Foralumab, a therapy designed to bind to T cell receptor, is about to be assessed in phase 2 trials of patients with non-active secondary progressive multiple sclerosis in the third quarter of 2023.
In recent news, the FDA has cleared the investigational new drug (IND) application to evaluate Tiziana Life Sciences’ intranasal agent foralumab, a fully human intranasal anti-CD3 monoclonal antibody, as a treatment for Alzheimer disease (AD).1 Foralumab might be a promising therapy for AD since it targets the underlying disease pathology through attacking the neuroinflammation caused because by the collection of toxic proteins in the brain.
"The IND clearance is a significant milestone for Tiziana that highlights the strength and the therapeutic potential of foralumab. We are deeply committed to advancing the field of neurodegenerative diseases and bringing much-needed relief to patients suffering from Alzheimer's with a novel therapeutic approach,” Gabriele Cerrone, Chairman, acting CEO and founder of Tiziana Life Sciences said in a statement.1 “We are thrilled to have reached this critical juncture and are eager to move forward with the necessary trials to evaluate the effectiveness of foralumab in Alzheimer’s disease in combination with an FDA approved therapy or as a single agent."
In October 2022, the company announced plans to file the IND to the FDA for a phase 1 study assessing intranasal foralumab in AD following an affirmative response from the FDA on its pre-investigational new drug application. Foralumab, formerly known as Nl-0401, has been shown to reduce release of key cytokines in healthy volunteers and in patients with Crohn disease. A patient IND application for foralumab to improve the success of chimeric antigen receptor T-cells therapy for cancer and other human diseases has also been submitted.
Foralumab has been investigated in several other different conditions, including patients with mild to moderate COVID-19. Published in August 2021, the study featured 39 outpatients who were randomized to either control (n = 16), intranasal foralumab 100 µg/day given for 10 consecutive days with 6 mg dexamethasone given on days 1-3 (n = 11), and intranasal foralumab 100 µg/day along given for 10 consecutive days (n = 12). All told, investigators observed a reduction of serum interleukin-6 and C-reactive protein (CRP) in patients treated solely with foralumab vs controls or those on a combination approach. Specifically, foralumab alone resulted in a 69% reduction in IL-6 levels at day 10 (P = .031) and 85% reduction in CRP at day 10 (P = .032).3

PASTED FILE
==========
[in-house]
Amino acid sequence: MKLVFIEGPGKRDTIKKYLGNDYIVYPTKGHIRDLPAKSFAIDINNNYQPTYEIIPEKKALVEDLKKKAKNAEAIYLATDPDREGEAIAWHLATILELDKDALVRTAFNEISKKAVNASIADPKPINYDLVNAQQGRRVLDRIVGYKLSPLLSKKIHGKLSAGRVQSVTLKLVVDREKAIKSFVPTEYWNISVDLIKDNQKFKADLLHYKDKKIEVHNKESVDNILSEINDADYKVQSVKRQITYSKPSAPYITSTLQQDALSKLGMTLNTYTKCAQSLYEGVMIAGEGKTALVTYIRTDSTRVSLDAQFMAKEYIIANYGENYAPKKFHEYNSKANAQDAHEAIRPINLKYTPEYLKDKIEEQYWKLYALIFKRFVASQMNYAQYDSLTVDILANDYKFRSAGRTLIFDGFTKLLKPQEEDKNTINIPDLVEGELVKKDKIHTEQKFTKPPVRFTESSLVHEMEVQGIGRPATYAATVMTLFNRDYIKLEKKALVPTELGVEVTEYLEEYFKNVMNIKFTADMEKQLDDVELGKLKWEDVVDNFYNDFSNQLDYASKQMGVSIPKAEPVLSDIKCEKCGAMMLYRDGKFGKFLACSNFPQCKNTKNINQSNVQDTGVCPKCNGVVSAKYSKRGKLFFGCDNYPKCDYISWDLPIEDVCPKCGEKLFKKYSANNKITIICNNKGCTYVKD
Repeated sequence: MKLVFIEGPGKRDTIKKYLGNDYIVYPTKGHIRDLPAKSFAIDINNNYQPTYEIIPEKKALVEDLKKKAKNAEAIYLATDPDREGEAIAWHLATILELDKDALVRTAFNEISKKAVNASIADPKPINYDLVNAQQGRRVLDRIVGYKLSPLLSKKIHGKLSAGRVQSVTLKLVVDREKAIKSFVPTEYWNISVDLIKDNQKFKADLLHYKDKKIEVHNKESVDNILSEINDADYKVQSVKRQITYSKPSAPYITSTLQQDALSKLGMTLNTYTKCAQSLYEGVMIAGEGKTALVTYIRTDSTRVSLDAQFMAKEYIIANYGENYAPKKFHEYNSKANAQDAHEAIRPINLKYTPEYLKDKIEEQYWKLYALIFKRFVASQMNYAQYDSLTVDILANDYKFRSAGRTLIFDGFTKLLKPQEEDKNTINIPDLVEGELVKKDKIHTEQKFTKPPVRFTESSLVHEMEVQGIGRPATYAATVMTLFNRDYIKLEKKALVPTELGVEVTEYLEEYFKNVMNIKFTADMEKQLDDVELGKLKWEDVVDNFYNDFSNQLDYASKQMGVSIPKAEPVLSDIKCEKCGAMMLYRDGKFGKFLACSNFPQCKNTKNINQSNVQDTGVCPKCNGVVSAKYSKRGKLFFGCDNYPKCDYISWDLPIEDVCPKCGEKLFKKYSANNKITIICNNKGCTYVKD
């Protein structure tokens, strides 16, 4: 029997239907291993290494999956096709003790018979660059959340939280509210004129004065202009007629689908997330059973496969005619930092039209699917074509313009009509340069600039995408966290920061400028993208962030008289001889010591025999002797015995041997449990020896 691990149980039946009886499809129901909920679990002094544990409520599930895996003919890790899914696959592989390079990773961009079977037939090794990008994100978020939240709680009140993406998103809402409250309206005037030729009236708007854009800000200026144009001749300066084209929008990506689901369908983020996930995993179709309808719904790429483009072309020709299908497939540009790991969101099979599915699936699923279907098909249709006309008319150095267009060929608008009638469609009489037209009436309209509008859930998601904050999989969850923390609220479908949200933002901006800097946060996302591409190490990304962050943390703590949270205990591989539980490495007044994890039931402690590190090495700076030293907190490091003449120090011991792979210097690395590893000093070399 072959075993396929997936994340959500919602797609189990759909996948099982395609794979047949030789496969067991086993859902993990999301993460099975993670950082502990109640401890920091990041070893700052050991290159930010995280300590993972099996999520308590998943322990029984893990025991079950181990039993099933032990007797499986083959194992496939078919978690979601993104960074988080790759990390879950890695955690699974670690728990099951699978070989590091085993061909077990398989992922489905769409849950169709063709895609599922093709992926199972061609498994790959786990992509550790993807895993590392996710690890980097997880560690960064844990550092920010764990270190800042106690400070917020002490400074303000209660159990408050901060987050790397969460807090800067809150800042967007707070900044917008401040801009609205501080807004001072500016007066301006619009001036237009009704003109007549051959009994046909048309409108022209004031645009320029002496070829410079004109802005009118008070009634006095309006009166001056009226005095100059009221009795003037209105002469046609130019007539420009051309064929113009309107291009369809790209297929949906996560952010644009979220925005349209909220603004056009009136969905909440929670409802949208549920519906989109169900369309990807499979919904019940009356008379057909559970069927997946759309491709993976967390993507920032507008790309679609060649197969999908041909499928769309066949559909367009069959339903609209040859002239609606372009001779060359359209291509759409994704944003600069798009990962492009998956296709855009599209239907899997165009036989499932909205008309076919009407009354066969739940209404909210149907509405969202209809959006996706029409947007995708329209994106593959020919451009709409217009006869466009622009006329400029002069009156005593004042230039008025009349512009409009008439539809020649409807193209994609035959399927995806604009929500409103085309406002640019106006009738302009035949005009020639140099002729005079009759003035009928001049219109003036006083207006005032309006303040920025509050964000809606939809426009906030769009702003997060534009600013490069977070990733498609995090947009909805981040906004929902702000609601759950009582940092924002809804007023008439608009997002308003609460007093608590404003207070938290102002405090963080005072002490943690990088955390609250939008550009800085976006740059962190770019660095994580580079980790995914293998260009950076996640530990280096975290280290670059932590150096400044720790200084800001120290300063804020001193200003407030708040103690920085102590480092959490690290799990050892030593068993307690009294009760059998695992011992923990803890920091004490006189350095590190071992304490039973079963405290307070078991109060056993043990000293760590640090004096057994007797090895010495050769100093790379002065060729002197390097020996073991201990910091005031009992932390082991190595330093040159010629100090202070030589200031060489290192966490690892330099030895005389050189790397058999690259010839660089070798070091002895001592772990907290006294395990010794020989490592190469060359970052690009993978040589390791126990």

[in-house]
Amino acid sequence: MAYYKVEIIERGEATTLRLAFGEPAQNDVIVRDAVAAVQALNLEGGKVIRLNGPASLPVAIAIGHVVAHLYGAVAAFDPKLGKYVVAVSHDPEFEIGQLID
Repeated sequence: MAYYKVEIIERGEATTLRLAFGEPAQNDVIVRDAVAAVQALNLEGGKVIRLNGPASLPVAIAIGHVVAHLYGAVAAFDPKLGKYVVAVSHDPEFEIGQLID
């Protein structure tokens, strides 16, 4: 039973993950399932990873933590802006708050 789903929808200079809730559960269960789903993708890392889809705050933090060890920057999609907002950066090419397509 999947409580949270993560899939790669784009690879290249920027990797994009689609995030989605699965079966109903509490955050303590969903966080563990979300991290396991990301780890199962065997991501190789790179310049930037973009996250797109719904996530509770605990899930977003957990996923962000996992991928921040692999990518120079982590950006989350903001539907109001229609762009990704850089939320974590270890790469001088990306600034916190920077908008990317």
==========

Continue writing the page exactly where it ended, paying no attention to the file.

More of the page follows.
"The IND clearance is a significant step forward in the fight against Alzheimer disease. Foralumab shows great promise in targeting the pathological hallmarks of the disease, and I am optimistic about its potential to offer a breakthrough treatment option for patients suffering from this devastating condition. I look forward to witnessing the progress of this important therapy,” Howard L. Weiner, MD, the Robert L. Kroc professor of neurology at the Harvard Medical School, director and founder of the Partners Multiple Sclerosis Center and codirector of the Center for Neurologic Diseases at Brigham and Women’s Hospital, a founding member of Mass General Brigham Healthcare System, said in a statement.1
Foralumab is also currently being evaluated in a small group of patients with non-active secondary progressive multiple sclerosis (na-SPMS). In the recent data, the therapy showed a reduction in microglial activation after 3 months on the medication. Among the 6 individuals included in the program, 5 patients demonstrated a reduction in microglial activation on positron emission tomography scans.4
"There are currently no FDA-approved treatments for na-SPMS,” principal investigator Tanuja Chitnis, MD, a professor of neurology at Harvard Medical School, and senior neurologist at Brigham and Women’s Hospital, said in a statement at the time.4 "The reduction in microglial activation in the 3-month PET scans in 5 out of 6 patients is truly encouraging and I look forward to getting the 3-month PET scans results of the next 4 Expanded Access patients later in 2023 and to starting the phase 2a trial this year."